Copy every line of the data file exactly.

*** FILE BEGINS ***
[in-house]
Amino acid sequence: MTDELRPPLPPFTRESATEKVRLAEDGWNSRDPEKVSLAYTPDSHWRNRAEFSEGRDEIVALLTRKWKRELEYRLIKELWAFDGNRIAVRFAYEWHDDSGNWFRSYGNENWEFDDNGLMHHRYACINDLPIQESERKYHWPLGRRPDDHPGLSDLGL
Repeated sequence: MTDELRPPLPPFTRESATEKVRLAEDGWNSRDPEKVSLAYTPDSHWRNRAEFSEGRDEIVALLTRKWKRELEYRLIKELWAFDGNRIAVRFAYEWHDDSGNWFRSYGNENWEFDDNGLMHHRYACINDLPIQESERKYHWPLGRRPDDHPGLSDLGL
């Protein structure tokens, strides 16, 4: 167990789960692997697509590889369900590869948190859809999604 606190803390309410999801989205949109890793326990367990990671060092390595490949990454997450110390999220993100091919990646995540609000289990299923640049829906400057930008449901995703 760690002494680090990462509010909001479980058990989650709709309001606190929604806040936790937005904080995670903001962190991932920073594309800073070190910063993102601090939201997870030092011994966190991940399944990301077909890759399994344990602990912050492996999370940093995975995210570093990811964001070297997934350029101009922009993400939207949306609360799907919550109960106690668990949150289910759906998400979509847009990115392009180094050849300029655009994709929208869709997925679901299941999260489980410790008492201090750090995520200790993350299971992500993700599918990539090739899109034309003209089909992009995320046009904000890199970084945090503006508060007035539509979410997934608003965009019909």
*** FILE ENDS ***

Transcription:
[in-house]
Amino acid sequence: MTDELRPPLPPFTRESATEKVRLAEDGWNSRDPEKVSLAYTPDSHWRNRAEFSEGRDEIVALLTRKWKRELEYRLIKELWAFDGNRIAVRFAYEWHDDSGNWFRSYGNENWEFDDNGLMHHRYACINDLPIQESERKYHWPLGRRPDDHPGLSDLGL
Repeated sequence: MTDELRPPLPPFTRESATEKVRLAEDGWNSRDPEKVSLAYTPDSHWRNRAEFSEGRDEIVALLTRKWKRELEYRLIKELWAFDGNRIAVRFAYEWHDDSGNWFRSYGNENWEFDDNGLMHHRYACINDLPIQESERKYHWPLGRRPDDHPGLSDLGL
């Protein structure tokens, strides 16, 4: 167990789960692997697509590889369900590869948190859809999604 606190803390309410999801989205949109890793326990367990990671060092390595490949990454997450110390999220993100091919990646995540609000289990299923640049829906400057930008449901995703 760690002494680090990462509010909001479980058990989650709709309001606190929604806040936790937005904080995670903001962190991932920073594309800073070190910063993102601090939201997870030092011994966190991940399944990301077909890759399994344990602990912050492996999370940093995975995210570093990811964001070297997934350029101009922009993400939207949306609360799907919550109960106690668990949150289910759906998400979509847009990115392009180094050849300029655009994709929208869709997925679901299941999260489980410790008492201090750090995520200790993350299971992500993700599918990539090739899109034309003209089909992009995320046009904000890199970084945090503006508060007035539509979410997934608003965009019909």